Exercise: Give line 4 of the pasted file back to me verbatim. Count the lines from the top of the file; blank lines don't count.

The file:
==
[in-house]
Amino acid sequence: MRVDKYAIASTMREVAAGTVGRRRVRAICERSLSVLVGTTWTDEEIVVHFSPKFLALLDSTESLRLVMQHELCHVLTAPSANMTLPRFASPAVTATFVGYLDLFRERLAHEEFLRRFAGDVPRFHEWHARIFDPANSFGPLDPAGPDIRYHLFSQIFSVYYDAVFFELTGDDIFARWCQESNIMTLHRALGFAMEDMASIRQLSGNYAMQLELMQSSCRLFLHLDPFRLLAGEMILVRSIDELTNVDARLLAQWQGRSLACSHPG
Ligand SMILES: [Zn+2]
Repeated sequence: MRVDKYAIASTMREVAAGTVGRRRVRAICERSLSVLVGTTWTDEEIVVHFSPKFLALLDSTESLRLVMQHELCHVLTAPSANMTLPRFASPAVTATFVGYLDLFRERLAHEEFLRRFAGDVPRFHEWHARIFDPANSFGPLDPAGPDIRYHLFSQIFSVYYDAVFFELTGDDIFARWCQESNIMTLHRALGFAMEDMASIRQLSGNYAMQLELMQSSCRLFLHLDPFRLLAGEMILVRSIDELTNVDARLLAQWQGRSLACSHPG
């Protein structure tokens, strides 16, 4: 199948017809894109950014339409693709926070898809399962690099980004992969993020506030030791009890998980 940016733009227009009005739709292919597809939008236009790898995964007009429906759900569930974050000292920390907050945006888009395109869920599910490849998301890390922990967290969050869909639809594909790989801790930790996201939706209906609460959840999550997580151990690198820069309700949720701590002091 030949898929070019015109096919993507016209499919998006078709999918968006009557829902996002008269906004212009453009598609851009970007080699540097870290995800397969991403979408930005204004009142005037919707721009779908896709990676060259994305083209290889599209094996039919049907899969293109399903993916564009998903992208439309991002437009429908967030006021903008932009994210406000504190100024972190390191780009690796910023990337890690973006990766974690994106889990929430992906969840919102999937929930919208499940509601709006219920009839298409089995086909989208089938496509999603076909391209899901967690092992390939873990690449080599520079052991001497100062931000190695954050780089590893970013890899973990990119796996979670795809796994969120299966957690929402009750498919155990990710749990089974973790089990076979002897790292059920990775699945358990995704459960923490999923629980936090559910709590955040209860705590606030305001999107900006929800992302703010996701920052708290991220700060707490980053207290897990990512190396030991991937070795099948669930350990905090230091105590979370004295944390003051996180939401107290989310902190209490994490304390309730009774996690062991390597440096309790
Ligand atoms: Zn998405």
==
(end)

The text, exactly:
Repeated sequence: MRVDKYAIASTMREVAAGTVGRRRVRAICERSLSVLVGTTWTDEEIVVHFSPKFLALLDSTESLRLVMQHELCHVLTAPSANMTLPRFASPAVTATFVGYLDLFRERLAHEEFLRRFAGDVPRFHEWHARIFDPANSFGPLDPAGPDIRYHLFSQIFSVYYDAVFFELTGDDIFARWCQESNIMTLHRALGFAMEDMASIRQLSGNYAMQLELMQSSCRLFLHLDPFRLLAGEMILVRSIDELTNVDARLLAQWQGRSLACSHPG